Secondary character and classical pianist from the 1897 German novel Der kraft-Mayr. Ein humoristischer musikanten-roman (The forceful[?] Mayr. A humoristic musician novel) by Ernst von Wolzogen (1855-1934).
The novel is set in Berlin in 1879. Silberstein is a huge fan of self-important local composer Peter Gais for whom he plays. Silberstein also writes music criticism under the pseudonym "Germanicus."
Behind him sat Raphael Silberstein, touching from motives of pure reverence only the uttermost corner of his tipped-up chair and looking over the shoulder of the mighty genius at the manuscript to turn the leaves for him. He was taller than Peter Gais by fully two heads, very lank and slender; he had a pitch-black shock of hair kept closely cropped and an unsightly black beard under the large, unmistakable nose of his race. Had it not been for this altogether too obtrusive nose, one might almost have called Raphael Silberstein a handsome young man for he had the smooth round forehead of a madonna, heavy black eyebrows, the large deepset eyes of an enthusiast, and a pale but clear complexion. In the expression of his face and in the awkward attitudes of his abnormally long limbs there was a certain something that was childlike and touching which, however, by reason of the nose was constantly in danger of becoming ridiculous.
Well, and our" friend Silberstein do you know him at all intimately ?"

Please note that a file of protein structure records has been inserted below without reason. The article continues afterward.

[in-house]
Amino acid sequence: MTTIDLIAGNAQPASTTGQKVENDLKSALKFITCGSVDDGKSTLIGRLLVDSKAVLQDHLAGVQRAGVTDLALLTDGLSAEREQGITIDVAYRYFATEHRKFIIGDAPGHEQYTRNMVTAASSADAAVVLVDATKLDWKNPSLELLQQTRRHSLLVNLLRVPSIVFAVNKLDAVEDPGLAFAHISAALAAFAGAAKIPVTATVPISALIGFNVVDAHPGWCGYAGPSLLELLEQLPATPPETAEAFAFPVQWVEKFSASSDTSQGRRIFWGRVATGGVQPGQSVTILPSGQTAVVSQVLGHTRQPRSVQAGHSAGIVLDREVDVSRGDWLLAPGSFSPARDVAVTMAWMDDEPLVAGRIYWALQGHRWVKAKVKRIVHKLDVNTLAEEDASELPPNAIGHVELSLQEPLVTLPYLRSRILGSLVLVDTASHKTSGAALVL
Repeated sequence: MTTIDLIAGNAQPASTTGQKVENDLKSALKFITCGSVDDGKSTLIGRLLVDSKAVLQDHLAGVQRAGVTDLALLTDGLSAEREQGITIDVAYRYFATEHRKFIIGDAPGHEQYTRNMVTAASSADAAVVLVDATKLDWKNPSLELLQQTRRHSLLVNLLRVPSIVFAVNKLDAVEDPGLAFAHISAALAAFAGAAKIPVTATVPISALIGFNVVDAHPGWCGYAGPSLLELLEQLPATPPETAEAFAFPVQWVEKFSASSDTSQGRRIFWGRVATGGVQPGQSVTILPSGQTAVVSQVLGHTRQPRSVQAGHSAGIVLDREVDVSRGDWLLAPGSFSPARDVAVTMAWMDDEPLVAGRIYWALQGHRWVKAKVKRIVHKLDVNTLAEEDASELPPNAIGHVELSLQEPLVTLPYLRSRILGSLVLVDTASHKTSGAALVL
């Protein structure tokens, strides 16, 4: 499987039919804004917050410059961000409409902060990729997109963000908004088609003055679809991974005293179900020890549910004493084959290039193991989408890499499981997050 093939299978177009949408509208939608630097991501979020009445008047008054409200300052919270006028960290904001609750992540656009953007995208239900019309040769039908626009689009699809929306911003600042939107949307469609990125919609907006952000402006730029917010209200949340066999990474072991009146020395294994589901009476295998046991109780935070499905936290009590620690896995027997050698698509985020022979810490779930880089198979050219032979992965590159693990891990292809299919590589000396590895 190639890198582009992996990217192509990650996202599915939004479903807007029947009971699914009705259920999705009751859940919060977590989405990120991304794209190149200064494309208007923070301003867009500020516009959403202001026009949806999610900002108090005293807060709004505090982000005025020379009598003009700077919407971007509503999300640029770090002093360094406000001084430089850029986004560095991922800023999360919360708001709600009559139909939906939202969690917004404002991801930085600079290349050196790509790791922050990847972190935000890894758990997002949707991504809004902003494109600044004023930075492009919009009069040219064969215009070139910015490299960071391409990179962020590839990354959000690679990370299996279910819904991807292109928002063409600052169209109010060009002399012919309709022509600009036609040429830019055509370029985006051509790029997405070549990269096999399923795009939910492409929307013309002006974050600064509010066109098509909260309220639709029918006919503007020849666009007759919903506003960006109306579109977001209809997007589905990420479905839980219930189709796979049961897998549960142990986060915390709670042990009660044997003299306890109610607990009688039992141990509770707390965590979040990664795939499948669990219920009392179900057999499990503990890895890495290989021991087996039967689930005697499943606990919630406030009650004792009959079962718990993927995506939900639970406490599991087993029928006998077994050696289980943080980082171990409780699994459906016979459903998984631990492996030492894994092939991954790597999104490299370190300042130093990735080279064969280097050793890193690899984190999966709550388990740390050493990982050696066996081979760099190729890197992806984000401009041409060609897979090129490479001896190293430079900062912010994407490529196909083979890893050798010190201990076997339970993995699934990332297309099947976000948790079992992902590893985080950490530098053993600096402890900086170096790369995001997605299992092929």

"No, I only know that he plays the piano very well but very coldly."
"Yes, well, you see, that is another remarkable character. The young man is incredibly industrious. His whole life long he has worked and struggled, against his parents, against his talents, against his race, his life has been one ceaseless exhausting battle in spite of the fact that as a well-to-do independent man he might have had things so comfortable. He is an idealist and, if I read him aright, a candidate for suicide. Because he had great technical gifts for piano playing, he thought he was a born musician but his parents would not hear of it. So he took up Egyptology and became a scholar. He took his doctor degree at twenty-two and now he wants to qualify here as instructor. Meanwhile, however, both his parents have died and he has yielded once more to his passion for music; he is quite aware that he is not a creative artist but now he hopes to get into the history of music in the tow of a genius. Gais can't endure him, makes fun of him constantly, but he accepts his pecuniary assistance just the same. The clouds of incense with which the poor young fellow envelopes him he sniffs up graciously. The worst of it is that the good Raphael understands music a good deal too well not to find out some day that he has over-estimated his idol and the awakening will be a terrible thing for him. I'm afraid he'll hang himself, if he doesn't go into a monastery. It was Gais's music, you know, that converted him to Christianity."
Real composer Franz Liszt (1811-1886) makes an appearance in the novel.